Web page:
Not long after the invasion on April 9, 2003, Iraq descended into anarchy. Saddam and his men went into hiding while the Sunni insurgents began their deadly attacks. Baghdadi was captured in Fallujah by U.S. forces, perhaps because he was an associate of Abu Musab al-Zarqawi. It is believed that al-Zarqawi, the mastermind of al-Qaeda in Iraq who was killed in 2006, mentored Baghdadi after the invasion began. It is more likely that Baghdadi was radicalized to a deeper degree during the years of imprisonment at Camp Bucca, the U.S. facility in southern Iraq where many of the radical jihadists were detained. Camp Bucca was described as a summer camp for ambitious terrorists. Under the eyes of Americans, the prisoners interacted, traded information and battle tactics, and made important contacts for the future. Former Baathists were radicalized as well, and the camp is still referred to as “The Academy” because it held so many radical Islamists, jihadists and battle-hardened soldiers who made lifelong commitments to fundamentalism. Later on, most of these prisoners were released. Perhaps ISIL was conceived at Camp Bucca.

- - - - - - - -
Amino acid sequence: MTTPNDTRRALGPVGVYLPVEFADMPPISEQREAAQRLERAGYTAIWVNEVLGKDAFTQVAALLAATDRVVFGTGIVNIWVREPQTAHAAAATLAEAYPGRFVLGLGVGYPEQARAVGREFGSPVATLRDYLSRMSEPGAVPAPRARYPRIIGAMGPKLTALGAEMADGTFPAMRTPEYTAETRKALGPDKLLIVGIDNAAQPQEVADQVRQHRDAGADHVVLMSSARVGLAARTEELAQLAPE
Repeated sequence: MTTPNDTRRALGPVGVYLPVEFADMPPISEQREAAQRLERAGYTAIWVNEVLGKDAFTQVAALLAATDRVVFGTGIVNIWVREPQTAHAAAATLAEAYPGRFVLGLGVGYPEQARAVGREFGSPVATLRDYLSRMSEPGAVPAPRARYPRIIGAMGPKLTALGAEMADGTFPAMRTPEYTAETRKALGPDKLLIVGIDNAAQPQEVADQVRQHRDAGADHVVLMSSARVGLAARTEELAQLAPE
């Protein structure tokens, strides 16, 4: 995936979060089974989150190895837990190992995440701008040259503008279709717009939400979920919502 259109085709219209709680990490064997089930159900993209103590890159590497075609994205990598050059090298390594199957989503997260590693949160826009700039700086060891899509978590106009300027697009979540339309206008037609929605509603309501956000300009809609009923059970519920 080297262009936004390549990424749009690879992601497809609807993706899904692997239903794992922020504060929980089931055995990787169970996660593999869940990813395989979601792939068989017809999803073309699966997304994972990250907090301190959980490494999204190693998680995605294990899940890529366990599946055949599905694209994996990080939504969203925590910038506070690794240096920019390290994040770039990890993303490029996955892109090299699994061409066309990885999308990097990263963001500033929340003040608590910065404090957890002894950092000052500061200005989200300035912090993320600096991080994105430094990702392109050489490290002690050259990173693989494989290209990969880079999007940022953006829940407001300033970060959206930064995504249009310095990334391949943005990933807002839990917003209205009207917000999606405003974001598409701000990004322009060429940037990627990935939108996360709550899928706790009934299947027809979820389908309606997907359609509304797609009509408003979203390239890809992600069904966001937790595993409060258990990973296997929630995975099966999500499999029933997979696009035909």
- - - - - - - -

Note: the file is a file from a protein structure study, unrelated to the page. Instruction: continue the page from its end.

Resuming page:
Following his release, Baghdadi resumed his activities, and in May 2010 he was appointed the leader of the Islamic State in Iraq. In 2013, the Islamic State of Iraq expanded into Syria and ISIL was formed. In June 2014, ISIL announced the establishment of a caliphate and Baghdadi was named “Caliph Ibrahim” and ISIL was renamed the Islamic State (I.S.). In an audiotaped message, Baghdadi announced that ISIL would march on “Rome” (the West) and expand the Islamic State to Europe. Dabiq (a town north west of Syria where a war took place between Muslims and Christendom in early Islamic history) was the name chosen for the ISIL magazine that was launched in July 2014. The name and the contents of the magazine reveal ISIL's connection with an Islamic version of end time eschatology and an Islamic perception of an “Armageddon” between the Islamic State and the West which is the distant enemy. Another foundation of their belief is that growth goes hand in hand with purifying the defiled Islam with the blade of the sword leading to a unified authority and a single leadership. The "near" enemy (the urgent) that needs to be purified with the sword are the countries of the Middle East including Iran, in order to build strength to face the "distant" (important and ultimate) enemy, Israel and its patrons. Finally, they have an unshakable conviction that ISIL needs to continue to grow steadily, just like the first hundred years in the history of Islam, and if it stops growing it will die or go into decline. Like multi-level marketing, its continuity depends on constant growth and expansion.